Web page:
Commission on Scottish Devolution

An independent review of the experience of devolution in Scotland

Header Image Commission on Scottish Devolution: About the Commission
Faic an duilleag seo sa Ghàidhlig

About

Commission members group photo

Remit

The remit of the Commission on Scottish Devolution is:

"To review the provisions of the Scotland Act 1998 in the light of experience and to recommend any changes to the present constitutional arrangements that would enable the Scottish Parliament to serve the people of Scotland better, improve the financial accountability of the Scottish Parliament, and continue to secure the position of Scotland within the United Kingdom."

Origins

The starting point for the Commission was a debate in the Scottish Parliament on 6 December 2007. This resulted in the Parliament formally resolving to support "the establishment of an independently chaired commission to review devolution in Scotland". The Parliament's resolution goes on to set out the Commission's remit (above), and to instruct the Parliament's corporate body to "allocate appropriate resources and funding" for it.

The United Kingdom Government signalled its support for the Commission in January 2008. In a written Ministerial Statement on 25 March, the Secretary of State for Scotland said the UK Government would work with the Scottish Parliament to provide support for the Commission.

The appointment of Sir Kenneth Calman to chair the Commission was announced on 25 March 2008, and the rest of the membership was confirmed on 28 April.

Meetings and structures

The Commission's first meeting was held in the Scottish Parliament on 28 April. This agreed, in particular, the creation of four initial "task groups" to take forward key elements of the work - looking at functions, principles, financial accountability, and engagement. A further task group on inter-governmental relations was established following the Commission meeting on 30 May.

Since then, the Commission has met on a roughly monthly basis, with the task groups actively pursuing matters within their remits in the periods between Commission meetings. (Minutes of Commission and Task Group meetings can be found on the Papers page.) During the autumn of 2008 and spring of 2009, Commission members undertook a programme of local engagement events (for further details, see the Local Events page) and sessions of oral evidence (for further details, see the Oral Evidence page).

Commission reports

The Commission’s First Report [PDF - 347KB] was published on 2 December 2008, giving an overview of progress to date and setting out a range of issues on which further evidence and engagement was sought.

The Commission’s Final Report [PDF - 2.62MB] was published on 15 June 2009. It includes a wide range of recommendations covering all aspects of the Commission’s remit. This concludes the Commission’s work.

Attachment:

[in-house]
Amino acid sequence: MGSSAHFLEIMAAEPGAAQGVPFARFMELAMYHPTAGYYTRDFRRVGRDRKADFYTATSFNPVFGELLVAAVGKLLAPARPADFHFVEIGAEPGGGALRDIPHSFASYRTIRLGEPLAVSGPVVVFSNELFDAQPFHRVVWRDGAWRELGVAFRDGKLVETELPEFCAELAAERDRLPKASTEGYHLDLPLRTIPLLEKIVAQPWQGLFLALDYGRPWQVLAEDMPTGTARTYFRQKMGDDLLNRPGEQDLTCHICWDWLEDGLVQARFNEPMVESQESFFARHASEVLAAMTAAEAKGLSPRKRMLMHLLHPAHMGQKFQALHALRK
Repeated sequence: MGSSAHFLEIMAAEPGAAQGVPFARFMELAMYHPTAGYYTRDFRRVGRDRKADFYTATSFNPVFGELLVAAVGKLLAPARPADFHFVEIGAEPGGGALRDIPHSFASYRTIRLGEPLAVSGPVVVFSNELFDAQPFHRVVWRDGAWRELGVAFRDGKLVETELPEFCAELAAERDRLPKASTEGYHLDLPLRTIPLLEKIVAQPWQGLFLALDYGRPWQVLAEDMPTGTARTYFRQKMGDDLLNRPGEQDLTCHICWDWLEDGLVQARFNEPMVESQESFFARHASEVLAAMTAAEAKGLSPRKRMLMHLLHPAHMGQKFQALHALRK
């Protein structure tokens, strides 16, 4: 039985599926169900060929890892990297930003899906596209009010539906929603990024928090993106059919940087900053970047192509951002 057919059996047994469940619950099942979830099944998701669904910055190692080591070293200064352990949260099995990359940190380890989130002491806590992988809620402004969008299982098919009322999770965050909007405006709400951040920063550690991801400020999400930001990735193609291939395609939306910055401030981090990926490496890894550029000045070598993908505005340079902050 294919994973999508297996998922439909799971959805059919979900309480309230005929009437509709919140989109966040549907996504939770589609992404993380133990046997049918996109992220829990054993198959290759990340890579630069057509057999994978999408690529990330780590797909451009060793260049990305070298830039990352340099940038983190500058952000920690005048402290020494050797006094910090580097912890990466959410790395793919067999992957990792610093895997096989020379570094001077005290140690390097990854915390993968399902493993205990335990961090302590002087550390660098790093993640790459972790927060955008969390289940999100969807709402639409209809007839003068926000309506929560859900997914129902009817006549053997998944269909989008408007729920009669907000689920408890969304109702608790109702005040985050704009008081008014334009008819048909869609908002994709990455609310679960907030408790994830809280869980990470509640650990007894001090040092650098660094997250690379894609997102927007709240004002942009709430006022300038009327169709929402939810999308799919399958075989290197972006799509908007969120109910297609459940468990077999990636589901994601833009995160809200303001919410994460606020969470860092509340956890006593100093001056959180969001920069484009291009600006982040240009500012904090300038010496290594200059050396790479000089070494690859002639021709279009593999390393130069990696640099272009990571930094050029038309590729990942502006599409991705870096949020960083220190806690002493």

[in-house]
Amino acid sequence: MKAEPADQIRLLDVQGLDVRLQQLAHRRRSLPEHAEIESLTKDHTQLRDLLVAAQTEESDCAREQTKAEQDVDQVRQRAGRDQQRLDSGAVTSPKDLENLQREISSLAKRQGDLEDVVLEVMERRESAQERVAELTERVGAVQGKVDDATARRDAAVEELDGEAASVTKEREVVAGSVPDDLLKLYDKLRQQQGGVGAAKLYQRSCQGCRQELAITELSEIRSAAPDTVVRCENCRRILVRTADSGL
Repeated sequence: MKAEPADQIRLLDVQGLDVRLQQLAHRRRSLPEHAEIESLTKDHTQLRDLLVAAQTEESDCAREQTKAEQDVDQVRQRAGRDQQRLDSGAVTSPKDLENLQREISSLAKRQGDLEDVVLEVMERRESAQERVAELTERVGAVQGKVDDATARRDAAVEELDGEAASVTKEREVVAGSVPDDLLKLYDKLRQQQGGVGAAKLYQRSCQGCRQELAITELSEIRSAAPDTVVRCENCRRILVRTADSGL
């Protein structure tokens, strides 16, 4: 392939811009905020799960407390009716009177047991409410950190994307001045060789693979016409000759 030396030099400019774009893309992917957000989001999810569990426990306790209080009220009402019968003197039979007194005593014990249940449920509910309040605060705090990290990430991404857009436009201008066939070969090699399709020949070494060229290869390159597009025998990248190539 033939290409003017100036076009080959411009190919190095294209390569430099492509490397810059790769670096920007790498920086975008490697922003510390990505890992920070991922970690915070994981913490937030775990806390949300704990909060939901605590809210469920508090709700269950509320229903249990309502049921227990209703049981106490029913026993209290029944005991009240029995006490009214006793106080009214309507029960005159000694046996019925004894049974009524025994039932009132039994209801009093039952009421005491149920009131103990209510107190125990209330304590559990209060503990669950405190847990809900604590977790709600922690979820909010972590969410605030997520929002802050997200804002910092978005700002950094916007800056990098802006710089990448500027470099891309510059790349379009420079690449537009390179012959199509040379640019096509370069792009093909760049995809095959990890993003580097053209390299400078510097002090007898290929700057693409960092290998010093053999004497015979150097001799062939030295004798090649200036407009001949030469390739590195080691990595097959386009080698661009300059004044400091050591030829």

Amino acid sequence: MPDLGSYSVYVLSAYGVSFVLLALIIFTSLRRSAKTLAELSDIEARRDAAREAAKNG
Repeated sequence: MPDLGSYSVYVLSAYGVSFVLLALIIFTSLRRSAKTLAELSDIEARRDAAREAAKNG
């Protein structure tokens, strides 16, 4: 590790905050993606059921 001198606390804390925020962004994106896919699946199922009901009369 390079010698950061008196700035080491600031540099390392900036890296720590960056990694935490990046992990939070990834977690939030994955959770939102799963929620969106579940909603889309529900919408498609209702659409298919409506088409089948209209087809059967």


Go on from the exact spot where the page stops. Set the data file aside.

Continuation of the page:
Task Groups chairs

The chairs of the five task groups are:

  • Principles: Sir Kenneth Calman
  • Functions: Professor Sir David Edward
  • Engagement: Murdoch MacLennan
  • Financial Accountability: Shonaig Macpherson
  • Inter-Governmental Relations: Jim Wallace.

Independent Expert Group

There is also an independent expert group, established to advise the Commission on financial accountability. It is chaired by Professor Anton Muscatelli, Principal and Vice Chancellor of Heriot-Watt University. The other members of the expert group are:

  • John Aldridge, former Finance Director at the Scottish Executive
  • Professor David Bell, Professor of Economics, Stirling University
  • Professor Robin Boadway, Professor of Economics, Queen's University, Kingston, Ontario, Canada
  • Professor Julia Darby, Professor of Economics, University of Strathclyde
  • Dr Sandra Eden, senior lecturer in tax law, Edinburgh University
  • Professor Clemens Fuest, Professor of Economics, University of Cologne, and Chairman of the Scientific Advisory Committee of the German Federal Ministry of Finance
  • Professor Andrew Hughes Hallett, Professor of Economics and Public Policy, George Mason University, Virginia, USA, and Professor at St Andrews University.
  • Professor Charlie Jeffery, Professor of Politics, Edinburgh University
  • Professor Alex Kemp, Schlumberger Professor of Petroleum Economics, University of Aberdeen
  • Iain McLean, Official Fellow in Politics, Nuffield College, Oxford, and Professor of Politics, University of Oxford
  • Jeremy Peat, Director of the David Hume Institute, former Group Chief Economist at the Royal Bank of Scotland and a former economic adviser at HM Treasury and the Scottish Office
  • David Ulph, Professor and Head of School of Economics and Finance, St Andrews University

Languages